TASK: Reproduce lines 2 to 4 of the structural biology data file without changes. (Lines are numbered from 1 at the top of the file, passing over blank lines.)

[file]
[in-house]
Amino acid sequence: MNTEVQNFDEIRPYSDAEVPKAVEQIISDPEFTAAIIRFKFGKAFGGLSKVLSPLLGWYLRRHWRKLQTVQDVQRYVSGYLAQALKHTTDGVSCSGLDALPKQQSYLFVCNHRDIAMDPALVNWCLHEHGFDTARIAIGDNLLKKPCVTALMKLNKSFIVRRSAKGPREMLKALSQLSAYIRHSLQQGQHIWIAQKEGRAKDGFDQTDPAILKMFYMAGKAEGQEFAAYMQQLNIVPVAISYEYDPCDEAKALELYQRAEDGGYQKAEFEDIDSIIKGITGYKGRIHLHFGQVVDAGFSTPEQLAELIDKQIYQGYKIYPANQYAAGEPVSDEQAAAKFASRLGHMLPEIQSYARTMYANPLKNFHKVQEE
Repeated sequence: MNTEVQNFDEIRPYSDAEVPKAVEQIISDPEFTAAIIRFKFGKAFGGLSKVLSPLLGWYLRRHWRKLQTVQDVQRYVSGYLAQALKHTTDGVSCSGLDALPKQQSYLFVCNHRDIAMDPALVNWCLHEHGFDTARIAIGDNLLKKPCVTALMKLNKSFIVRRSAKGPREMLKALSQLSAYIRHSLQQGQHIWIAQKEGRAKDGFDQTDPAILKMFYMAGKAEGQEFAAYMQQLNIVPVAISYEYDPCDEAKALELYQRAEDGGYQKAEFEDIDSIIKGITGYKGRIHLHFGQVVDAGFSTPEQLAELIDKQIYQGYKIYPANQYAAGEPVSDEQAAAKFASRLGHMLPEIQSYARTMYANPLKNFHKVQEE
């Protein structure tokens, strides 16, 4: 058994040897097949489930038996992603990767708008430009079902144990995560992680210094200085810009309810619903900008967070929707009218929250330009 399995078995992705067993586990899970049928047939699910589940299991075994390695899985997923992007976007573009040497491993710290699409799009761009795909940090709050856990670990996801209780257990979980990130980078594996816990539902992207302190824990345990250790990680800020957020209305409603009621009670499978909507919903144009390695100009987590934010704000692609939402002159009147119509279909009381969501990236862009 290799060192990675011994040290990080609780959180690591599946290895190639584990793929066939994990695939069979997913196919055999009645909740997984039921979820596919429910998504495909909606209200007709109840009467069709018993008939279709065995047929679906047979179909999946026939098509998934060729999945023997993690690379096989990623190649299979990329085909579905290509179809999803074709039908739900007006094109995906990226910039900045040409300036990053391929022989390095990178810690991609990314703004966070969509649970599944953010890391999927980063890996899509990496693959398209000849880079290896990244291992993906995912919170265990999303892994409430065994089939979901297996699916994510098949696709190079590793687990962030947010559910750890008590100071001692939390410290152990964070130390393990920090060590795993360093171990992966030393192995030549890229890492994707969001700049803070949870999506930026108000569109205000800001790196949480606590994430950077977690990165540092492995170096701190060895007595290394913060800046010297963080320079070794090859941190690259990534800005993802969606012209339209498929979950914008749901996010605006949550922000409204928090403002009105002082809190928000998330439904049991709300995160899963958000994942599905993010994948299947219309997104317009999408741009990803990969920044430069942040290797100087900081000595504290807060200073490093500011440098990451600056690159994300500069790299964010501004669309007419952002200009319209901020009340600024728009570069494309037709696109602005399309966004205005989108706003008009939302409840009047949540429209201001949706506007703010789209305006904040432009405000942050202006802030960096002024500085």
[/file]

Amino acid sequence: MNTEVQNFDEIRPYSDAEVPKAVEQIISDPEFTAAIIRFKFGKAFGGLSKVLSPLLGWYLRRHWRKLQTVQDVQRYVSGYLAQALKHTTDGVSCSGLDALPKQQSYLFVCNHRDIAMDPALVNWCLHEHGFDTARIAIGDNLLKKPCVTALMKLNKSFIVRRSAKGPREMLKALSQLSAYIRHSLQQGQHIWIAQKEGRAKDGFDQTDPAILKMFYMAGKAEGQEFAAYMQQLNIVPVAISYEYDPCDEAKALELYQRAEDGGYQKAEFEDIDSIIKGITGYKGRIHLHFGQVVDAGFSTPEQLAELIDKQIYQGYKIYPANQYAAGEPVSDEQAAAKFASRLGHMLPEIQSYARTMYANPLKNFHKVQEE
Repeated sequence: MNTEVQNFDEIRPYSDAEVPKAVEQIISDPEFTAAIIRFKFGKAFGGLSKVLSPLLGWYLRRHWRKLQTVQDVQRYVSGYLAQALKHTTDGVSCSGLDALPKQQSYLFVCNHRDIAMDPALVNWCLHEHGFDTARIAIGDNLLKKPCVTALMKLNKSFIVRRSAKGPREMLKALSQLSAYIRHSLQQGQHIWIAQKEGRAKDGFDQTDPAILKMFYMAGKAEGQEFAAYMQQLNIVPVAISYEYDPCDEAKALELYQRAEDGGYQKAEFEDIDSIIKGITGYKGRIHLHFGQVVDAGFSTPEQLAELIDKQIYQGYKIYPANQYAAGEPVSDEQAAAKFASRLGHMLPEIQSYARTMYANPLKNFHKVQEE
């Protein structure tokens, strides 16, 4: 058994040897097949489930038996992603990767708008430009079902144990995560992680210094200085810009309810619903900008967070929707009218929250330009 399995078995992705067993586990899970049928047939699910589940299991075994390695899985997923992007976007573009040497491993710290699409799009761009795909940090709050856990670990996801209780257990979980990130980078594996816990539902992207302190824990345990250790990680800020957020209305409603009621009670499978909507919903144009390695100009987590934010704000692609939402002159009147119509279909009381969501990236862009 290799060192990675011994040290990080609780959180690591599946290895190639584990793929066939994990695939069979997913196919055999009645909740997984039921979820596919429910998504495909909606209200007709109840009467069709018993008939279709065995047929679906047979179909999946026939098509998934060729999945023997993690690379096989990623190649299979990329085909579905290509179809999803074709039908739900007006094109995906990226910039900045040409300036990053391929022989390095990178810690991609990314703004966070969509649970599944953010890391999927980063890996899509990496693959398209000849880079290896990244291992993906995912919170265990999303892994409430065994089939979901297996699916994510098949696709190079590793687990962030947010559910750890008590100071001692939390410290152990964070130390393990920090060590795993360093171990992966030393192995030549890229890492994707969001700049803070949870999506930026108000569109205000800001790196949480606590994430950077977690990165540092492995170096701190060895007595290394913060800046010297963080320079070794090859941190690259990534800005993802969606012209339209498929979950914008749901996010605006949550922000409204928090403002009105002082809190928000998330439904049991709300995160899963958000994942599905993010994948299947219309997104317009999408741009990803990969920044430069942040290797100087900081000595504290807060200073490093500011440098990451600056690159994300500069790299964010501004669309007419952002200009319209901020009340600024728009570069494309037709696109602005399309966004205005989108706003008009939302409840009047949540429209201001949706506007703010789209305006904040432009405000942050202006802030960096002024500085």